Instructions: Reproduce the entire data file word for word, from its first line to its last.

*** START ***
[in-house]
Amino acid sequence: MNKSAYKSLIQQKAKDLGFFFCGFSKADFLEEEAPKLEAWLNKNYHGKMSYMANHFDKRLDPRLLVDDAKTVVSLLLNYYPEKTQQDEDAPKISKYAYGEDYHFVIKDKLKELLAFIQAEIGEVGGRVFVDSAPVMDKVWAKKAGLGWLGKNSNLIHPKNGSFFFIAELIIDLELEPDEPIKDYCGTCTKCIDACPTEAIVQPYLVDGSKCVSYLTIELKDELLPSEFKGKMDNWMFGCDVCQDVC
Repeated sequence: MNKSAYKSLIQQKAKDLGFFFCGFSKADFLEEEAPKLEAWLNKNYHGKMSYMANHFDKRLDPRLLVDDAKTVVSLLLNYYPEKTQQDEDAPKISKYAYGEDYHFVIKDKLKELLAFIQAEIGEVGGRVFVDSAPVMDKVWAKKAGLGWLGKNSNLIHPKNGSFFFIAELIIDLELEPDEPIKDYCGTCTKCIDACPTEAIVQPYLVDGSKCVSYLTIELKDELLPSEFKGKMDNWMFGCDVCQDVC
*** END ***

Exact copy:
[in-house]
Amino acid sequence: MNKSAYKSLIQQKAKDLGFFFCGFSKADFLEEEAPKLEAWLNKNYHGKMSYMANHFDKRLDPRLLVDDAKTVVSLLLNYYPEKTQQDEDAPKISKYAYGEDYHFVIKDKLKELLAFIQAEIGEVGGRVFVDSAPVMDKVWAKKAGLGWLGKNSNLIHPKNGSFFFIAELIIDLELEPDEPIKDYCGTCTKCIDACPTEAIVQPYLVDGSKCVSYLTIELKDELLPSEFKGKMDNWMFGCDVCQDVC
Repeated sequence: MNKSAYKSLIQQKAKDLGFFFCGFSKADFLEEEAPKLEAWLNKNYHGKMSYMANHFDKRLDPRLLVDDAKTVVSLLLNYYPEKTQQDEDAPKISKYAYGEDYHFVIKDKLKELLAFIQAEIGEVGGRVFVDSAPVMDKVWAKKAGLGWLGKNSNLIHPKNGSFFFIAELIIDLELEPDEPIKDYCGTCTKCIDACPTEAIVQPYLVDGSKCVSYLTIELKDELLPSEFKGKMDNWMFGCDVCQDVC